you need to catch up in a bad way.

https://en.wikipedia.org/wiki/Evidence

https://en.wikipedia.org/wiki/Proof_(truth)

https://en.wikipedia.org/wiki/Term_logic

https://en.wikipedia.org/wiki/Scientific_method

https://en.wikipedia.org/wiki/History_of_science

https://science.howstuffworks.com/innovation/scientific-experiments/scientific-method10.htm

https://en.wikipedia.org/wiki/Inference
Title: Re: Why Worship?
Post by: velkyn on April 17, 2018, 08:23:34 PM
if you make something up again about reincarnation and ask me to defend it one more time, i will never respond to you again.

because everyone is so afraid of you not responding when you have no evidence for what you claim is possible.

quantum physics have evidence to support it.  plate tectonics have evidence to support it.  you've mentioned reincarnation as something we should consider as possible but you have no reason why other than you seem to again want to consider your mind so open that you accept anything as possible, no matter the evidence. This is why I said that you seem to be the agnostic who wants to feel superior to everyone else; you don't want to ever be found wrong, so you have these vague beliefs so you can come down on any side and say "see, see what I told you".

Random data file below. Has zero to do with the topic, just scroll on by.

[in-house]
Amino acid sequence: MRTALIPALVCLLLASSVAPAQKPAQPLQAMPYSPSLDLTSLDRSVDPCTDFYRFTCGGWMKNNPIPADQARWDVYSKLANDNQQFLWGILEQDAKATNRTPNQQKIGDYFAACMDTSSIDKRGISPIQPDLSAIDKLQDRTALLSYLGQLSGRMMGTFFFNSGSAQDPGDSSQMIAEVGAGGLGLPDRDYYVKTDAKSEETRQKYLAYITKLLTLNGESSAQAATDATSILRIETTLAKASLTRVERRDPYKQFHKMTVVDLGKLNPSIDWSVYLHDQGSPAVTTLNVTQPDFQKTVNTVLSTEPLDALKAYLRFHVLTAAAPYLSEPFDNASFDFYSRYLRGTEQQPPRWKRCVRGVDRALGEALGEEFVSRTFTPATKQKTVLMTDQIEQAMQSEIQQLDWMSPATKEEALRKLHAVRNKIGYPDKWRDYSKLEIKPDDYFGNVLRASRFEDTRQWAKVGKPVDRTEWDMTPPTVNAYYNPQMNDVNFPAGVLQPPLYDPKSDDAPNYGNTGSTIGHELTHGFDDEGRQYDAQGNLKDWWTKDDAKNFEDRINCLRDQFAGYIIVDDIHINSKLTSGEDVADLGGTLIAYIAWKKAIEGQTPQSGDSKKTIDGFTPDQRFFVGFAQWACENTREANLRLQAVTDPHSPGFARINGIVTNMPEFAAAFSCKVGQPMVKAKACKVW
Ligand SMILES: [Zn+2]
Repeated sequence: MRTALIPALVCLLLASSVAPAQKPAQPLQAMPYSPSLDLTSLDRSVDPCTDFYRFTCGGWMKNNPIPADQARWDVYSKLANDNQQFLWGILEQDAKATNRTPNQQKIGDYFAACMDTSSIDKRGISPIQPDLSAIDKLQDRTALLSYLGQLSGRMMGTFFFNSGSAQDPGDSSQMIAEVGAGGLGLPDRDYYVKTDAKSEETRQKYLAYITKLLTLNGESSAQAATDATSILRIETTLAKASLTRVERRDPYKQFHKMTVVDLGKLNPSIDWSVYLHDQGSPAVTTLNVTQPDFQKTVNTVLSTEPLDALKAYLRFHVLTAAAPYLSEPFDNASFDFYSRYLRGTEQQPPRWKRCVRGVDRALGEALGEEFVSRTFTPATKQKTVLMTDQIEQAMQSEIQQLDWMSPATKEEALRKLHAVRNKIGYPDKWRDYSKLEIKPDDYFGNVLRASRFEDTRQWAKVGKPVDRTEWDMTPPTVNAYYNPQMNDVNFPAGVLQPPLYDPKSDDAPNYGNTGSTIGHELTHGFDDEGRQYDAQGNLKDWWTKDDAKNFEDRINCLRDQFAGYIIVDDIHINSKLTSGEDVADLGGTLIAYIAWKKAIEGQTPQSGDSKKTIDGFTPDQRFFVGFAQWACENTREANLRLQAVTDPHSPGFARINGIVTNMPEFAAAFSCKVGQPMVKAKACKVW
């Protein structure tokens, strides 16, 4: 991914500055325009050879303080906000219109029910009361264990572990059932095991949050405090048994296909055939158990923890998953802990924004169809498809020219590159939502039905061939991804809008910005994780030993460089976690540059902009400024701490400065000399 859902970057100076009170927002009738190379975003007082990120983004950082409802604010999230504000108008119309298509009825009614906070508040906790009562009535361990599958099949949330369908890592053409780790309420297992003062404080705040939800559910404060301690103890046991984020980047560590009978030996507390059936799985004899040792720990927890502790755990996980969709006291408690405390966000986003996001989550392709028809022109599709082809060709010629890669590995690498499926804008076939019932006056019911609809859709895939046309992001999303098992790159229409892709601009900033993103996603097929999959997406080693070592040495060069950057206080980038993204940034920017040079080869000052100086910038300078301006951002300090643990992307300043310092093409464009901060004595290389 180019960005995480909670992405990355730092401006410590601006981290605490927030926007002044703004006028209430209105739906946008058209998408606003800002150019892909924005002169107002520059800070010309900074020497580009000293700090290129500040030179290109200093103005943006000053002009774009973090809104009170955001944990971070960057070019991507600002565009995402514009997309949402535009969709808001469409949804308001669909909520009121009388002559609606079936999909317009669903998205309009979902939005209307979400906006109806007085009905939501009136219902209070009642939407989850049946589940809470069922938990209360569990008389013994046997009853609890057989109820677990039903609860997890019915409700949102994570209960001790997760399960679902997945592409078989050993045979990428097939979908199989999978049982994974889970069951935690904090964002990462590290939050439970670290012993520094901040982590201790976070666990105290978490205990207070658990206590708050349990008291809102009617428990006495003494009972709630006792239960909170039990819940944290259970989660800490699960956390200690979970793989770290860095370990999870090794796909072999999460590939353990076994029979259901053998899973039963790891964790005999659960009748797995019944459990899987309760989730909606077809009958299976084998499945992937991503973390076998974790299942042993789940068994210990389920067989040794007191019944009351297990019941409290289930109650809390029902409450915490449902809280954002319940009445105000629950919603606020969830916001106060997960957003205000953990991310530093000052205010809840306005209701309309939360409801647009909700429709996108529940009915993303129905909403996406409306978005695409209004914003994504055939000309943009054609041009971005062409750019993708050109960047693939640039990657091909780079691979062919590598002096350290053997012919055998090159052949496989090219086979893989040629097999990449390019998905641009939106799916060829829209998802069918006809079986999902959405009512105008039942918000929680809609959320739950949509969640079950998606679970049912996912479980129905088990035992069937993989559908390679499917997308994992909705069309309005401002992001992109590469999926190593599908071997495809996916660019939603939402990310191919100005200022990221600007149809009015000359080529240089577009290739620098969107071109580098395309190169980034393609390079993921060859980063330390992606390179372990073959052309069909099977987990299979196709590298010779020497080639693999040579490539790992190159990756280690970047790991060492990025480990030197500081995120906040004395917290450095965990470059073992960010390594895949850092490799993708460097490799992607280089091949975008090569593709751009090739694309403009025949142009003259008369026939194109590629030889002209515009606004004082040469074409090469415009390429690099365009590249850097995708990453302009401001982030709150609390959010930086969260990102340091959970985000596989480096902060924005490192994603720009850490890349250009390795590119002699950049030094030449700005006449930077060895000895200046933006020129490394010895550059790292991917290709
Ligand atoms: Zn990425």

Title: Re: Why Worship?
Post by: albeto on April 17, 2018, 10:56:30 PM
nothing, albeto. why is this so hard?

The difficulty comes when you ask a question or pose an idea only to walk it back later. Let me explain why I think this. You asked me why would a god not fit squarely into the realm of biology. You asked if I would consider it might be possible that a form of life that is poorly detected but still fits into the usual view of how the universe works, but with a nature that might change the paradigm. I'm assuming you're arguing *for* this idea you want me to consider. I'm assuming you're arguing *for* the idea that a god might fight squarely into the realm of biology but with a nature that might inspire a paradigm shift.